Where there’s smoke, there’s fire.
LaMelo Ball has added more fuel to the fire when he said on ESPN’s Jalen & Jacoby Show Wednesday that he has spoken to only two teams thus far: the New York Knicks and Golden State Warriors.
— Jalen Rose (@JalenRose) October 15, 2020
The 6-foot-7 point guard has been on top of the Knicks’ Draft Board since May according to Marc Berman of The New York Post. Meanwhile, Ian Begley of SNY recently reported that some NBA teams believe that the Knicks have been trying to move up in the Draft.
According to Kevin O’Connor of The Ringer, executives around the NBA believe the Minnesota Timberwolves will shop the top overall pick for a win-now player. The Warriors are also in the same boat, hoping that they could snag a key piece to augment the loss of Kevin Durant and Andre Igoudala.
But ESPN’s Front Office Insider Bobby Marks believes the value of the Wolves and Warriors’ top two selections have decreased relatively owing to the unpredictability of this Draft class.
“I don’t believe you can get an All-Star back. It’s a lot different compared to last year,” Marks told Empire Sports Media.
Last year, Zion Williamson was the consensus top pick. This year, it’s unclear.
Ball, swingman Anthony Edwards, and big man James Wiseman have routinely figured out on top of several Mock Drafts and Draft Boards.
Trading draft picks have been tricky. Because there’s an unknown variable involved.
Revisiting past trades involving top picks might give us a better appraisal of the Timberwolves and Warriors’ picks.
The last time the No. 1 pick was traded happened in 2017 with the Philadelphia 76ers moving up from No. 3 to select Markelle Fultz. In return, the Celtics received the No. 3 pick (Jayson Tatum) and a future first-round pick which turned out to be Romeo Langford, last year’s No. 14 selection.
The following year, another Draft Day trade involving a top-three pick had a major impact. The Atlanta Hawks traded down from No. 3 to No. 5 to get an additional draft pick and selected sharp-shooter Trae Young.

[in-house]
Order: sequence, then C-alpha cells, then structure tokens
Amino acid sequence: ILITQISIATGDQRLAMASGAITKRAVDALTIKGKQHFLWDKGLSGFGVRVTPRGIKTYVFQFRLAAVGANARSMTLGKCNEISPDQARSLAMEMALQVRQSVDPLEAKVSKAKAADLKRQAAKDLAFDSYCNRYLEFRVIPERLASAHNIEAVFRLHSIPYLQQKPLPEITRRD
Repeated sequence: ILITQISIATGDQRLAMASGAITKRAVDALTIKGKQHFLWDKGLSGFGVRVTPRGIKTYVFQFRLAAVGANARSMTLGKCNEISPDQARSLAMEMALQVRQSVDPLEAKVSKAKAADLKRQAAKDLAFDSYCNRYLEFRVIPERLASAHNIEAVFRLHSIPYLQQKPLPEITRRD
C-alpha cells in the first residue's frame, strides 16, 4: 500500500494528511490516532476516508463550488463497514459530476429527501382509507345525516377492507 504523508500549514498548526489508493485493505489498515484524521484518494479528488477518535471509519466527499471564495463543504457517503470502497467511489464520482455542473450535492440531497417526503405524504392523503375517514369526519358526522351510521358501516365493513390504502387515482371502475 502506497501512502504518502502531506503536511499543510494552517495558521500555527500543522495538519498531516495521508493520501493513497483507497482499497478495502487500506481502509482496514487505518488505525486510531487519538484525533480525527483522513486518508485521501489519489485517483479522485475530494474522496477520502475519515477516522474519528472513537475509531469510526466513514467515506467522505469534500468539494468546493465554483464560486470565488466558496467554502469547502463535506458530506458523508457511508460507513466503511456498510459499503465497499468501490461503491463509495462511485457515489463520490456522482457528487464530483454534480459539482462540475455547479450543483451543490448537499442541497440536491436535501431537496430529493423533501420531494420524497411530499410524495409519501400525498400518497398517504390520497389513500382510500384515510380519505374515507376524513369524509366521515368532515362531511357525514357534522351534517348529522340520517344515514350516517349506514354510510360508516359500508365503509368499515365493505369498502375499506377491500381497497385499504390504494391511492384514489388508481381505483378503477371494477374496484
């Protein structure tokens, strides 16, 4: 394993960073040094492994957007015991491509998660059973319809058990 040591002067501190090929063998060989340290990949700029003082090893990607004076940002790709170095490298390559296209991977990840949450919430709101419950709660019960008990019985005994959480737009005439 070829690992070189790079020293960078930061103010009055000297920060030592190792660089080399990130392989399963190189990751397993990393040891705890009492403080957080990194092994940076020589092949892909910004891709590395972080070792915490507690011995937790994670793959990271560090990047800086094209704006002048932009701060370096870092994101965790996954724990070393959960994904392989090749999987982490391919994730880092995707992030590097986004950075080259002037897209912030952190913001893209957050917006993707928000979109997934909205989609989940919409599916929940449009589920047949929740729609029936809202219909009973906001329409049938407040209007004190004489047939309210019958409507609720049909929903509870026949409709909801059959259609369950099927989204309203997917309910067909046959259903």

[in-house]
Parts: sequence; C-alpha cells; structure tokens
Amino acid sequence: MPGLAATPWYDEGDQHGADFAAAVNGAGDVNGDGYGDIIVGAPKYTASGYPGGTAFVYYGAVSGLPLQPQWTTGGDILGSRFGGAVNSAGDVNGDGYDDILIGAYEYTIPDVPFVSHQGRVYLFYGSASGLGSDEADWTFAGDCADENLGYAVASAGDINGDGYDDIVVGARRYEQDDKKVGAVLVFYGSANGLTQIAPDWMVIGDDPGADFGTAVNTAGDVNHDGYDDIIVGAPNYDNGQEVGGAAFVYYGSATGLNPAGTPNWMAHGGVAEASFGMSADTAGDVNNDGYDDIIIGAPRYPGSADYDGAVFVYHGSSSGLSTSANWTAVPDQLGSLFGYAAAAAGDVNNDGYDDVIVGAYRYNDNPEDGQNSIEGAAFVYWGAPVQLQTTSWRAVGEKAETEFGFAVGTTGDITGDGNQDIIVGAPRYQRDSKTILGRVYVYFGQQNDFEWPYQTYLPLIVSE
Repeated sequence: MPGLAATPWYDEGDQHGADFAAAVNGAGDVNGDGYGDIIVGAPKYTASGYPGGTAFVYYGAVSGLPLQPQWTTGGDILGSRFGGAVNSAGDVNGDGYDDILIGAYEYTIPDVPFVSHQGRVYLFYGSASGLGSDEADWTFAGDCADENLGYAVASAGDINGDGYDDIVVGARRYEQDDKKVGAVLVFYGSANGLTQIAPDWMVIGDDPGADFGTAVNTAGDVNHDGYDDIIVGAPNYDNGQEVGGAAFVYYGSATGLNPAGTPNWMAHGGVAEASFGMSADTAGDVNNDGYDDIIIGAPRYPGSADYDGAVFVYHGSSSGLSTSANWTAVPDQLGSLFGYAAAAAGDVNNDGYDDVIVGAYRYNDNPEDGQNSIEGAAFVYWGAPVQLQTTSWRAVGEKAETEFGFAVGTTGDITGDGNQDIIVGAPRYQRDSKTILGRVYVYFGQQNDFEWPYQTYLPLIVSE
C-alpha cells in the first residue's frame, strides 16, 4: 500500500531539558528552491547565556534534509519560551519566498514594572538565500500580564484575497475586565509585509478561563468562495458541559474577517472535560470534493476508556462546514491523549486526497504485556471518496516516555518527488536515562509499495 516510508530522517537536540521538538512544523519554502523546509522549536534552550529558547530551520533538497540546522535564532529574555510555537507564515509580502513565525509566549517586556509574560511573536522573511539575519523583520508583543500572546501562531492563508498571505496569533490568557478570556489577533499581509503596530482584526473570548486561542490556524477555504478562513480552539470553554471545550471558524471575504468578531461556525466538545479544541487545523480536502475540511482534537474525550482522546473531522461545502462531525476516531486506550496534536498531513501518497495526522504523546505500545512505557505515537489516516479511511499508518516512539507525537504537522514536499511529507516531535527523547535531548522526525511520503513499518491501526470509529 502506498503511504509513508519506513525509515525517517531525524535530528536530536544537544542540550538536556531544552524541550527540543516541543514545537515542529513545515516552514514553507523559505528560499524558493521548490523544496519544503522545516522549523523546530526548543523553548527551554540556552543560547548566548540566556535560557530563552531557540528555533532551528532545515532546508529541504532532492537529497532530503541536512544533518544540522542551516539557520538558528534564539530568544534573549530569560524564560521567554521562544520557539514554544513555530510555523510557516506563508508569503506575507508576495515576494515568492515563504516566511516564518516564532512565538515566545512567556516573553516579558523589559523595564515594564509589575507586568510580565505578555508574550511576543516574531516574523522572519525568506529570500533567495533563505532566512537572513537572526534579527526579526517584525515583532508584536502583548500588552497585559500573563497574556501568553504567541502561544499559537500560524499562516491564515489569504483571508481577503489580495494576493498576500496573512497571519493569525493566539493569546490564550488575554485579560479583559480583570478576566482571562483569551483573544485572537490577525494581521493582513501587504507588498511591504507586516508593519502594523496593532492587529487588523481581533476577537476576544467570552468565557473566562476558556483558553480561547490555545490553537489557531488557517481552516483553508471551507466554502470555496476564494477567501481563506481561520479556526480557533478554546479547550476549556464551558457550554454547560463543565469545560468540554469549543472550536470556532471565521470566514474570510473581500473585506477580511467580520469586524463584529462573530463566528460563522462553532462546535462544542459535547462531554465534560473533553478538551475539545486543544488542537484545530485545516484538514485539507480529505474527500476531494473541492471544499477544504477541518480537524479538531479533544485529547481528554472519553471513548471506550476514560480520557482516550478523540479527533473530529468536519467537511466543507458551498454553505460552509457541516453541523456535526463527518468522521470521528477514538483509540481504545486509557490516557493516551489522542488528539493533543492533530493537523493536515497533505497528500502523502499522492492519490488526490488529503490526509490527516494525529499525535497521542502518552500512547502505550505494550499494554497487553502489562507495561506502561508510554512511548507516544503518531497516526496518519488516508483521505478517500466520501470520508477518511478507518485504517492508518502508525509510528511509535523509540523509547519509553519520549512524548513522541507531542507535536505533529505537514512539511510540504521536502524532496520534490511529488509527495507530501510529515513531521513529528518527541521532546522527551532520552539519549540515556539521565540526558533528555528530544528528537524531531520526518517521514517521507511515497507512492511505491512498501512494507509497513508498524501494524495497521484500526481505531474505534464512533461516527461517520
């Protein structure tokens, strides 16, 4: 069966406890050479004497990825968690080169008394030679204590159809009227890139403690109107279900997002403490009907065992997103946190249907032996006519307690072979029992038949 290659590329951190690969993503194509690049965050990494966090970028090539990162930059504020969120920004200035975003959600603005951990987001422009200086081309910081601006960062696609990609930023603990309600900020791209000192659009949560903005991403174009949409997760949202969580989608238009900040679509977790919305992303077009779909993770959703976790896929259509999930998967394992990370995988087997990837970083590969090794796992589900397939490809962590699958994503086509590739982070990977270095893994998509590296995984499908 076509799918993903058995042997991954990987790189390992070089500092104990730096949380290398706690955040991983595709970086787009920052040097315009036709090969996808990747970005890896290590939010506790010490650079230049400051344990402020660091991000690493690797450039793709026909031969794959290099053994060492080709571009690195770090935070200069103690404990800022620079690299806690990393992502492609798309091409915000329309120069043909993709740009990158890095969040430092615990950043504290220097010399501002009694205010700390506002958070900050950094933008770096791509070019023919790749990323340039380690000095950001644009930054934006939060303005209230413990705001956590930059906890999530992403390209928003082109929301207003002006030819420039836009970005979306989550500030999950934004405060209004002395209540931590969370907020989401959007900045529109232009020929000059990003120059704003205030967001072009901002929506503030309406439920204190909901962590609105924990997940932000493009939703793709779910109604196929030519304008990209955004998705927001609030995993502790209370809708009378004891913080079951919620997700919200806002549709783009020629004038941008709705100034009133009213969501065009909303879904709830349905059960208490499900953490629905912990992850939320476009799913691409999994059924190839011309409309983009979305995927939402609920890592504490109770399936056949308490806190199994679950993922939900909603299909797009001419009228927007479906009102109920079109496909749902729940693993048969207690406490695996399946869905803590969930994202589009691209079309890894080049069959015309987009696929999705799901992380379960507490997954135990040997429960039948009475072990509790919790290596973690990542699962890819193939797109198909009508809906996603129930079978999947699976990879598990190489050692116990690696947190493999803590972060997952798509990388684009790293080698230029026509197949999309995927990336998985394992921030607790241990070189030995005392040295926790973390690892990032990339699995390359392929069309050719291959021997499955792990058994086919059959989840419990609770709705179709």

The Mavericks, on the other hand, went on to pick Luka Doncic, who finished in the top five of the MVP balloting this season. The additional draft pick which the Hawks got in the trade turned out to be Cam Reddish, last year’s No. 10 selection.
Those cases, however, don’t apply to the Knicks, who are at the bottom half of the lottery. For the Knicks to move up into the top two, they will have to give more compensations than what the 76ers and the Mavericks have sent out.
The Knicks have the Draft capital, having six first-round picks starting next year until 2023 to choose from to add to their current No. 8 pick in a trade package. But they don’t have the win-now player which both the Timberwolves and the Warriors seek in a trade.
The last time an All-Star was involved in a trade for a No. 1 pick occurred in 2014 when the Cleveland Cavaliers sent No. 1 pick Andrew Wiggins for Kevin Love in a larger three-team trade with the Philadelphia 76ers.
In addition to Wiggins, Minnesota also received Anthony Bennett, Thaddeus Young, and a trade exception while the 76ers got Luc Richard Mbah a Moute and Alexey Shved, and a future first-rounder which turned out to be Timothe Luwawu-Cabarrot (24th pick in 2016 NBA Draft).
As complicated as it is to pull off a multiple-team trade, it’s the more plausible way for the Knicks to convince ironically the Timberwolves or the Warriors to part way with their picks.